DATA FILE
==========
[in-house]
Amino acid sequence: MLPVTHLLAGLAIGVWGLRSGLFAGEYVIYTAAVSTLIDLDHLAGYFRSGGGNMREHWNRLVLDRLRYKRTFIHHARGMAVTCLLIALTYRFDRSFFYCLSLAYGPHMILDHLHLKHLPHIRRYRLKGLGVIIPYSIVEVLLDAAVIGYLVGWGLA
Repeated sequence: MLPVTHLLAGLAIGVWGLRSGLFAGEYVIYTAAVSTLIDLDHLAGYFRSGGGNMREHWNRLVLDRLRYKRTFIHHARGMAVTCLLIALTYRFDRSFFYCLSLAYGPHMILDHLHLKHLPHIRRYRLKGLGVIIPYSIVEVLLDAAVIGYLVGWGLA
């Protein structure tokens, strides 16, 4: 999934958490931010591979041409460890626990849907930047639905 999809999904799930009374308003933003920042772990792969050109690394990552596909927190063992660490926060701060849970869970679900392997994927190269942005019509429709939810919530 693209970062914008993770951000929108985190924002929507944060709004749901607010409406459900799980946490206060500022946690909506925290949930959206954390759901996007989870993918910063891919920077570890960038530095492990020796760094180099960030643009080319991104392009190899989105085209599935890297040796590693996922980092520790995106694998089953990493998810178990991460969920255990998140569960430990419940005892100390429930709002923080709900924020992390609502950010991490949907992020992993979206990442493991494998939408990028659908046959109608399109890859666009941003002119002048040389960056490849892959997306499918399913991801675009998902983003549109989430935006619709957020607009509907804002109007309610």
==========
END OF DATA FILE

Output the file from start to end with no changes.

[in-house]
Amino acid sequence: MLPVTHLLAGLAIGVWGLRSGLFAGEYVIYTAAVSTLIDLDHLAGYFRSGGGNMREHWNRLVLDRLRYKRTFIHHARGMAVTCLLIALTYRFDRSFFYCLSLAYGPHMILDHLHLKHLPHIRRYRLKGLGVIIPYSIVEVLLDAAVIGYLVGWGLA
Repeated sequence: MLPVTHLLAGLAIGVWGLRSGLFAGEYVIYTAAVSTLIDLDHLAGYFRSGGGNMREHWNRLVLDRLRYKRTFIHHARGMAVTCLLIALTYRFDRSFFYCLSLAYGPHMILDHLHLKHLPHIRRYRLKGLGVIIPYSIVEVLLDAAVIGYLVGWGLA
């Protein structure tokens, strides 16, 4: 999934958490931010591979041409460890626990849907930047639905 999809999904799930009374308003933003920042772990792969050109690394990552596909927190063992660490926060701060849970869970679900392997994927190269942005019509429709939810919530 693209970062914008993770951000929108985190924002929507944060709004749901607010409406459900799980946490206060500022946690909506925290949930959206954390759901996007989870993918910063891919920077570890960038530095492990020796760094180099960030643009080319991104392009190899989105085209599935890297040796590693996922980092520790995106694998089953990493998810178990991460969920255990998140569960430990419940005892100390429930709002923080709900924020992390609502950010991490949907992020992993979206990442493991494998939408990028659908046959109608399109890859666009941003002119002048040389960056490849892959997306499918399913991801675009998902983003549109989430935006619709957020607009509907804002109007309610």